|Matthew Henry's Concise Commentary|
63:7-11 True Christians can, in some measure, and at some times, make use of the strong language of David, but too commonly our souls cleave to the dust. Having committed ourselves to God, we must be easy and pleased, and quiet from the fear of evil. Those that follow hard after God, would soon fail, if God's right hand did not uphold them. It is he that strengthens us and comforts us. The psalmist doubts not but that though now sowing in tears, he should reap in joy. Messiah the Prince shall rejoice in God; he is already entered into the joy set before him, and his glory will be completed at his second coming. Blessed Lord, let our desire towards thee increase every hour; let our love be always upon thee; let all our enjoyment be in thee, and all our satisfaction from thee. Be thou all in all to us while we remain in the present wilderness state, and bring us home to the everlasting enjoyment of thee for ever.
Verse 11. - But the king shall rejoice in God. The "king," thus suddenly introduced, cannot be an entirely new personage, unknown to the rest of the psalm, and, therefore, must be the composer, speaking of himself in the third person (comp. Psalm 18:50; Psalm 72:1). Every one that sweareth by him (i.e. by God) shall glory; or, shall triumph (Kay). Those who swear by the Name of God show themselves to be believers in God, and will be upheld by him in time of danger (see Deuteronomy 6:13; Isaiah 65:16). But the mouth of them that speak lies shall be stopped. (On the falsehoods told by David's enemies, see 2 Samuel 15:3; 2 Samuel 16:7, 8; and comp. Psalm 38:12; Psalm 41:5-8.)
Gill's Exposition of the Entire Bible
But the king shall rejoice in God,.... Not Saul, as R. Obadiah; as if David wished him well, and that he might have reason to rejoice in God, though he sought his hurt; which sense is rejected by Abea Ezra: but either David, who speaks of himself as king, being anointed by Samuel, and who, upon the death of Saul, was so in fact; and who rejoiced, not merely at the destruction of his enemies, for he lamented the death of Saul, 2 Samuel 1:17; but in God, in his grace and goodness to him, and in his power and justice shown in the vengeance taken on them. Or rather, the King Messiah, who rejoiced in God because of the good of his people, their conversion and salvation, and their deliverance from their enemies, Psalm 21:1;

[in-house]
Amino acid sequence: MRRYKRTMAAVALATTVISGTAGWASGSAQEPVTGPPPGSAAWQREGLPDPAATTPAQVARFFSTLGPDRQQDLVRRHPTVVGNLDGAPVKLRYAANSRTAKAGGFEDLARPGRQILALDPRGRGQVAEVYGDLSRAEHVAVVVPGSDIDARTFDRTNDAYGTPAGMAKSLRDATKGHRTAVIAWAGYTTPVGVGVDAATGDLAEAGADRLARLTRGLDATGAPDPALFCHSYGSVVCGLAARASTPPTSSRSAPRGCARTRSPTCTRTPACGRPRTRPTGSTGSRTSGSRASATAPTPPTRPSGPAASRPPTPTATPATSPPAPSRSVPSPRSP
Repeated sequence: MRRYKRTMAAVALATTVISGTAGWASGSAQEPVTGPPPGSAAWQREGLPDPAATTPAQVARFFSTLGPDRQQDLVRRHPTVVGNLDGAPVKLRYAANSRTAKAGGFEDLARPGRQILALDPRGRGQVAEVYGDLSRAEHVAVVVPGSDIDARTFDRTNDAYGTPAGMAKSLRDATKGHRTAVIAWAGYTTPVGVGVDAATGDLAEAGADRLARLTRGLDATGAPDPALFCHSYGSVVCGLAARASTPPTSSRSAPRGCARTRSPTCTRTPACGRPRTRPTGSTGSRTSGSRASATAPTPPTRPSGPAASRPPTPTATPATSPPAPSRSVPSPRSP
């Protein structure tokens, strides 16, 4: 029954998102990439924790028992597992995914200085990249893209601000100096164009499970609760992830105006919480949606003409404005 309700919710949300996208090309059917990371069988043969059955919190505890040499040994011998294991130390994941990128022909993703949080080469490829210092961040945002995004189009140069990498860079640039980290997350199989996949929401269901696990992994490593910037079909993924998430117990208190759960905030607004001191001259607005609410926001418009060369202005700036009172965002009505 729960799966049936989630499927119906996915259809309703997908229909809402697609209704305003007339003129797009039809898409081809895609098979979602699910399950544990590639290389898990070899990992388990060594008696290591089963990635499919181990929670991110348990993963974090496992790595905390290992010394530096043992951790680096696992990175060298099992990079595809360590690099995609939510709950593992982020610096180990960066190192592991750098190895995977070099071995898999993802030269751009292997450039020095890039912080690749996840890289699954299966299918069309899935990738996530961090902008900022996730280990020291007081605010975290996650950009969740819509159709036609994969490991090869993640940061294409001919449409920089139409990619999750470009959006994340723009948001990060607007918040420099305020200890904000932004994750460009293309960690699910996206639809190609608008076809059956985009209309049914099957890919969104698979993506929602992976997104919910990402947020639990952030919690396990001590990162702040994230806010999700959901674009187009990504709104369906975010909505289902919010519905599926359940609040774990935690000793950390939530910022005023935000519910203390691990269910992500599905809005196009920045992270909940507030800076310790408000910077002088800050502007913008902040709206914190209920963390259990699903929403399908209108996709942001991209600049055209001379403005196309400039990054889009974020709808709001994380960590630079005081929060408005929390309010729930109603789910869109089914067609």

everyone that sweareth by him shall glory; not by David, though such a form of swearing was used; see 2 Samuel 15:21; or, "to him": and so describes his faithful subjects swearing allegiance to him: but rather by the Lord, in whom the king should rejoice; and designs the worshippers of him; swearing by him being sometimes put for the whole worship and service of God, Deuteronomy 6:13. The Heathens used to swear by their deities, and their chief was called Jupiter Horcius, because he presided over oaths (x). Or else that the King Christ should rejoice in God; and intends such as believe in him and confess him; see Isaiah 45:23, compared with Romans 14:11. And every such an one will glory, not in themselves, nor in anything of theirs, but in Christ, in his grace and righteousness, and in what he is unto them;
but the mouth of them that speak lies shall be stopped; such as Saul's courtiers, who invented and spread lies of David; but now upon the death of Saul, and David's advancement to the throne, would be silent; their mouths being stopped either by death, or through fear: and so all the followers of antichrist, that make and believe a lie, will have their mouths stopped, when cast into the lake of fire, Revelation 21:8.
(x) Euripidis Medea, v. 170. Vid. Alex. ab Alex. Genial. Dier. l. 5. c. 10.
Jamieson-Fausset-Brown Bible Commentary
11. the king—that is, David himself, and all who reverence God, "shall share a glorious part," while treacherous foes shall be for ever silenced (Ps 62:4).
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